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Full-Text Articles in Theory and Criticism

The Face Of Our Wartime, Sharon Sliwinski Dec 2014

The Face Of Our Wartime, Sharon Sliwinski

Sharon Sliwinski

This paper considers a turn toward portraiture amongst contemporary photojournalists who have covered the War on Terror. A series of wartime faces is examined in order to consider the way prolonged conflict flattens our visual landscape.


New York Transfixed: Notes On The Expression Of Fear, Sharon Sliwinski Dec 2012

New York Transfixed: Notes On The Expression Of Fear, Sharon Sliwinski

Sharon Sliwinski

What does fear look like? What can photography reveal of the unconscious dimensions of terror? Working with the largest photographic archive devoted to the 9/11 terrorist attacks on New York City, this chapter studies the visual inscription of terror in the bodily gestures of eyewitness, gestures that were captured by citizen photographers.


A Painful Labor: Photography And Responsibility, Sharon Sliwinski Dec 2011

A Painful Labor: Photography And Responsibility, Sharon Sliwinski

Sharon Sliwinski

This paper considers the tension between photography and responsibility despite the avalanche of objections regarding documentary’s false promise to awaken social conscience. By examining the encounter with images of suffering through a psychoanalytic register, the paper tries to articulate what Barthes describes as the ‘painful labour’ of responding to the photographic other – an encounter that illuminates the limit of the spectator’s ability to respond. Photographs provide an occasion to register this limit, which, I argue, opens up the spectator’s traditional notions of responsibility from a set of moral duties towards a questioning of the ethical relation.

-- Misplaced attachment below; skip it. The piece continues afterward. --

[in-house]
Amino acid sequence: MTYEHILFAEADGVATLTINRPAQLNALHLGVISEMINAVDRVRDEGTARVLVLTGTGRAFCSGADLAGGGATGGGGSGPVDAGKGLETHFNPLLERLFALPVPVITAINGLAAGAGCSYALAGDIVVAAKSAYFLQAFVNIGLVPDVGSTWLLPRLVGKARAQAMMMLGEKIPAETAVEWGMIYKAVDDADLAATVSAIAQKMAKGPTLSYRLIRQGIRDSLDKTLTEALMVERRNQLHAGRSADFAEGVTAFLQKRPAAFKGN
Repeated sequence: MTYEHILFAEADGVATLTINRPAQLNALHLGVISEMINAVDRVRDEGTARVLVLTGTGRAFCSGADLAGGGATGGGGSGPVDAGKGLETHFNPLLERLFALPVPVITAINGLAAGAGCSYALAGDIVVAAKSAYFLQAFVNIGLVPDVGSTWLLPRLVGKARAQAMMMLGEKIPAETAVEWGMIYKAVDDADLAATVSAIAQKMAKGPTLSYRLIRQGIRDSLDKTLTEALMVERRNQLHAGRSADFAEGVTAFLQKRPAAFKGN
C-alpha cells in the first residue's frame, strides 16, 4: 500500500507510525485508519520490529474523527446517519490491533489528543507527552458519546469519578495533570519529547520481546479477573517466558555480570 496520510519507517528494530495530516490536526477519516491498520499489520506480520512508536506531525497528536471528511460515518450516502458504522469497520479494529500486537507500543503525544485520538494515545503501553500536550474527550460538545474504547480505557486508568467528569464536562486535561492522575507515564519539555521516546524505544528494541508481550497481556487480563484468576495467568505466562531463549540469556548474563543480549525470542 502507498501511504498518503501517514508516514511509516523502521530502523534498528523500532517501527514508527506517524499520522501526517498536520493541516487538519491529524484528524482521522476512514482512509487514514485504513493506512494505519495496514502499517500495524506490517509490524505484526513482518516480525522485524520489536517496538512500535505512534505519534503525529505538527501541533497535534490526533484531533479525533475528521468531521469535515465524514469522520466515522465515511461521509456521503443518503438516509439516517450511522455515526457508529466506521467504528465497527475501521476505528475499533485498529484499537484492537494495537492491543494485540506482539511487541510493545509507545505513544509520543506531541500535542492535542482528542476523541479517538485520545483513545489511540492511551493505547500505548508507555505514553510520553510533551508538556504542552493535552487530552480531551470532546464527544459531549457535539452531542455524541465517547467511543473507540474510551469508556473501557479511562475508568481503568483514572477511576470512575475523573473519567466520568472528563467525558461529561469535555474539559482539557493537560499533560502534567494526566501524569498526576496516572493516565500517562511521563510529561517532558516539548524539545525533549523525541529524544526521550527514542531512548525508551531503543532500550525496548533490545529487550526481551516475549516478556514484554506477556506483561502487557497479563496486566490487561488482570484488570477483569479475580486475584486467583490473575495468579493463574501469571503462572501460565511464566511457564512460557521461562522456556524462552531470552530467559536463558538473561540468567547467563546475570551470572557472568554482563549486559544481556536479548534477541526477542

Human Rights In Camera, Sharon Sliwinski Dec 2010

Human Rights In Camera, Sharon Sliwinski

Sharon Sliwinski

From the fundamental rights proclaimed in the American and French declarations of independence to the 1948 Universal Declaration of Human Rights and Hannah Arendt’s furious critiques, the definition of what it means to be human has been hotly debated. But the history of human rights—and their abuses—is also a richly illustrated one. Following this picture trail, Human Rights In Camera takes an innovative approach by examining the visual images that have accompanied human rights struggles and the passionate responses people have had to them.


Icarus Returned: The Falling Man And The Survival Of Antiquity, Sharon Sliwinski Dec 2010

Icarus Returned: The Falling Man And The Survival Of Antiquity, Sharon Sliwinski

Sharon Sliwinski

This chapter examines the so-called "Falling Man" photograph: Richard Drew's infamous image of an anonymous man in free fall, following his jump from the World Trade Center on September 11, 2001. Using Aby Warburg's iconographical method, I read this figure as a latter-day Icarus, putting Drew's photograph in dialogue with other representations of Icarus as a way to explore the image's unconscious force.


The Gaze Called Animal: Notes For A Study On Thinking, Sharon Sliwinski Dec 2010